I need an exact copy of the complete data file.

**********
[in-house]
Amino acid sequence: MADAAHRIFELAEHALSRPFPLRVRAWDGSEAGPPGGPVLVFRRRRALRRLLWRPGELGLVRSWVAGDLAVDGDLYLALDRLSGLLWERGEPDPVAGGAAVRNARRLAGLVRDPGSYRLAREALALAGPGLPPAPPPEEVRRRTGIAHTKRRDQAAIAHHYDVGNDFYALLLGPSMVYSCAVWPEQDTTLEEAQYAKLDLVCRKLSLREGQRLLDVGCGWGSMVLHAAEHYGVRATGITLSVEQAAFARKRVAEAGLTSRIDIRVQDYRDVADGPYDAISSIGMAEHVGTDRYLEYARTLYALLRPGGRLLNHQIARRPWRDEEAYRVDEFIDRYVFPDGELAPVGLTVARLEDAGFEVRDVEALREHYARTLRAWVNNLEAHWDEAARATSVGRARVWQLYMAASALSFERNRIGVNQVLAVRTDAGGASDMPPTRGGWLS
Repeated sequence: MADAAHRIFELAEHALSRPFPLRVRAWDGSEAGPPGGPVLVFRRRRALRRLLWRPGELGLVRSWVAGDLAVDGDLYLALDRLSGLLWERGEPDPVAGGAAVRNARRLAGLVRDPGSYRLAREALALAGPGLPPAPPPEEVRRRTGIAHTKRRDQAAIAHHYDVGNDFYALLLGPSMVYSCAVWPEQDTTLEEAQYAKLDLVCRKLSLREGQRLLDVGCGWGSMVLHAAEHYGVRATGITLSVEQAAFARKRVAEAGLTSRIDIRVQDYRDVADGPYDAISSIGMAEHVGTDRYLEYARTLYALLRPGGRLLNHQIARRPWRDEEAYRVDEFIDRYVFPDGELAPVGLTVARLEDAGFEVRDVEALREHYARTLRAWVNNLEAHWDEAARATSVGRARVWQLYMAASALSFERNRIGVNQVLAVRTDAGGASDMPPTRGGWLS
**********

[in-house]
Amino acid sequence: MADAAHRIFELAEHALSRPFPLRVRAWDGSEAGPPGGPVLVFRRRRALRRLLWRPGELGLVRSWVAGDLAVDGDLYLALDRLSGLLWERGEPDPVAGGAAVRNARRLAGLVRDPGSYRLAREALALAGPGLPPAPPPEEVRRRTGIAHTKRRDQAAIAHHYDVGNDFYALLLGPSMVYSCAVWPEQDTTLEEAQYAKLDLVCRKLSLREGQRLLDVGCGWGSMVLHAAEHYGVRATGITLSVEQAAFARKRVAEAGLTSRIDIRVQDYRDVADGPYDAISSIGMAEHVGTDRYLEYARTLYALLRPGGRLLNHQIARRPWRDEEAYRVDEFIDRYVFPDGELAPVGLTVARLEDAGFEVRDVEALREHYARTLRAWVNNLEAHWDEAARATSVGRARVWQLYMAASALSFERNRIGVNQVLAVRTDAGGASDMPPTRGGWLS
Repeated sequence: MADAAHRIFELAEHALSRPFPLRVRAWDGSEAGPPGGPVLVFRRRRALRRLLWRPGELGLVRSWVAGDLAVDGDLYLALDRLSGLLWERGEPDPVAGGAAVRNARRLAGLVRDPGSYRLAREALALAGPGLPPAPPPEEVRRRTGIAHTKRRDQAAIAHHYDVGNDFYALLLGPSMVYSCAVWPEQDTTLEEAQYAKLDLVCRKLSLREGQRLLDVGCGWGSMVLHAAEHYGVRATGITLSVEQAAFARKRVAEAGLTSRIDIRVQDYRDVADGPYDAISSIGMAEHVGTDRYLEYARTLYALLRPGGRLLNHQIARRPWRDEEAYRVDEFIDRYVFPDGELAPVGLTVARLEDAGFEVRDVEALREHYARTLRAWVNNLEAHWDEAARATSVGRARVWQLYMAASALSFERNRIGVNQVLAVRTDAGGASDMPPTRGGWLS